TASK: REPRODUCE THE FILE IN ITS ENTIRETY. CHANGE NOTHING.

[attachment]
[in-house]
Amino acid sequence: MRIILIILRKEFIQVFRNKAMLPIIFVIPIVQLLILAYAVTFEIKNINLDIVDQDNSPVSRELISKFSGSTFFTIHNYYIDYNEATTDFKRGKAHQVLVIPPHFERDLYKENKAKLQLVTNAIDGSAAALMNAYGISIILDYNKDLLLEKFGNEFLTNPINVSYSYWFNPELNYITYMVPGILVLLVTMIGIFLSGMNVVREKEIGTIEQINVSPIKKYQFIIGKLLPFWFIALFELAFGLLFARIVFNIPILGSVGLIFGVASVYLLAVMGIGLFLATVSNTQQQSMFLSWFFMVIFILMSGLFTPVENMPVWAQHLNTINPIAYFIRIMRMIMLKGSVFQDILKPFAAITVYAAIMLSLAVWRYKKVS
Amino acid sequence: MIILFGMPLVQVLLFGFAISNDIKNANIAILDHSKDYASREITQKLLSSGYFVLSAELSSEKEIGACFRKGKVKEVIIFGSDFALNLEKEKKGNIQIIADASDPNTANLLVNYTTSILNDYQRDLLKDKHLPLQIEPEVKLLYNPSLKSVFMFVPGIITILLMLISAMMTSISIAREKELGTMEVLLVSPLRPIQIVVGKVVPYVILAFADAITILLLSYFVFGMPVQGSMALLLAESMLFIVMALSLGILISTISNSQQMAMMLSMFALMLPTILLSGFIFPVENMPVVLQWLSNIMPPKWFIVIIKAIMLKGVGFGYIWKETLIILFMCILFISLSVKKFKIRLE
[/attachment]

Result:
[in-house]
Amino acid sequence: MRIILIILRKEFIQVFRNKAMLPIIFVIPIVQLLILAYAVTFEIKNINLDIVDQDNSPVSRELISKFSGSTFFTIHNYYIDYNEATTDFKRGKAHQVLVIPPHFERDLYKENKAKLQLVTNAIDGSAAALMNAYGISIILDYNKDLLLEKFGNEFLTNPINVSYSYWFNPELNYITYMVPGILVLLVTMIGIFLSGMNVVREKEIGTIEQINVSPIKKYQFIIGKLLPFWFIALFELAFGLLFARIVFNIPILGSVGLIFGVASVYLLAVMGIGLFLATVSNTQQQSMFLSWFFMVIFILMSGLFTPVENMPVWAQHLNTINPIAYFIRIMRMIMLKGSVFQDILKPFAAITVYAAIMLSLAVWRYKKVS
Amino acid sequence: MIILFGMPLVQVLLFGFAISNDIKNANIAILDHSKDYASREITQKLLSSGYFVLSAELSSEKEIGACFRKGKVKEVIIFGSDFALNLEKEKKGNIQIIADASDPNTANLLVNYTTSILNDYQRDLLKDKHLPLQIEPEVKLLYNPSLKSVFMFVPGIITILLMLISAMMTSISIAREKELGTMEVLLVSPLRPIQIVVGKVVPYVILAFADAITILLLSYFVFGMPVQGSMALLLAESMLFIVMALSLGILISTISNSQQMAMMLSMFALMLPTILLSGFIFPVENMPVVLQWLSNIMPPKWFIVIIKAIMLKGVGFGYIWKETLIILFMCILFISLSVKKFKIRLE